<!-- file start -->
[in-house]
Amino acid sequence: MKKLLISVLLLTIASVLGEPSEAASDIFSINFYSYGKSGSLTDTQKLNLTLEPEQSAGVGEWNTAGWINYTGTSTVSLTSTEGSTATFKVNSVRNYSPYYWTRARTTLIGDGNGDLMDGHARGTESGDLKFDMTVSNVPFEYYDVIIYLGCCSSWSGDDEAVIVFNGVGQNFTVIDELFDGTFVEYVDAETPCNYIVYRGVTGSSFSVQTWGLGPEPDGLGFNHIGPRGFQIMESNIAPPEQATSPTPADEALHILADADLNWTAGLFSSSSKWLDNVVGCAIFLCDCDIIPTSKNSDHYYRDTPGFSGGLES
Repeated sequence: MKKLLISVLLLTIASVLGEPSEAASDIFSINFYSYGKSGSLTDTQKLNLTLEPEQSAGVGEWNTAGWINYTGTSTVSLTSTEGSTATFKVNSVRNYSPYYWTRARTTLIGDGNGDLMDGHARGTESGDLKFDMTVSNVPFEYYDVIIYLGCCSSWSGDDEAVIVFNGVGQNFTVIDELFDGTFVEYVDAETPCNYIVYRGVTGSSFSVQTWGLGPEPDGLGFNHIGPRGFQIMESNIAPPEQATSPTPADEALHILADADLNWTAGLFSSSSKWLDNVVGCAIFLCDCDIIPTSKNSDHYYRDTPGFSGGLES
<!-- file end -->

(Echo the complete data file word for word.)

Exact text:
[in-house]
Amino acid sequence: MKKLLISVLLLTIASVLGEPSEAASDIFSINFYSYGKSGSLTDTQKLNLTLEPEQSAGVGEWNTAGWINYTGTSTVSLTSTEGSTATFKVNSVRNYSPYYWTRARTTLIGDGNGDLMDGHARGTESGDLKFDMTVSNVPFEYYDVIIYLGCCSSWSGDDEAVIVFNGVGQNFTVIDELFDGTFVEYVDAETPCNYIVYRGVTGSSFSVQTWGLGPEPDGLGFNHIGPRGFQIMESNIAPPEQATSPTPADEALHILADADLNWTAGLFSSSSKWLDNVVGCAIFLCDCDIIPTSKNSDHYYRDTPGFSGGLES
Repeated sequence: MKKLLISVLLLTIASVLGEPSEAASDIFSINFYSYGKSGSLTDTQKLNLTLEPEQSAGVGEWNTAGWINYTGTSTVSLTSTEGSTATFKVNSVRNYSPYYWTRARTTLIGDGNGDLMDGHARGTESGDLKFDMTVSNVPFEYYDVIIYLGCCSSWSGDDEAVIVFNGVGQNFTVIDELFDGTFVEYVDAETPCNYIVYRGVTGSSFSVQTWGLGPEPDGLGFNHIGPRGFQIMESNIAPPEQATSPTPADEALHILADADLNWTAGLFSSSSKWLDNVVGCAIFLCDCDIIPTSKNSDHYYRDTPGFSGGLES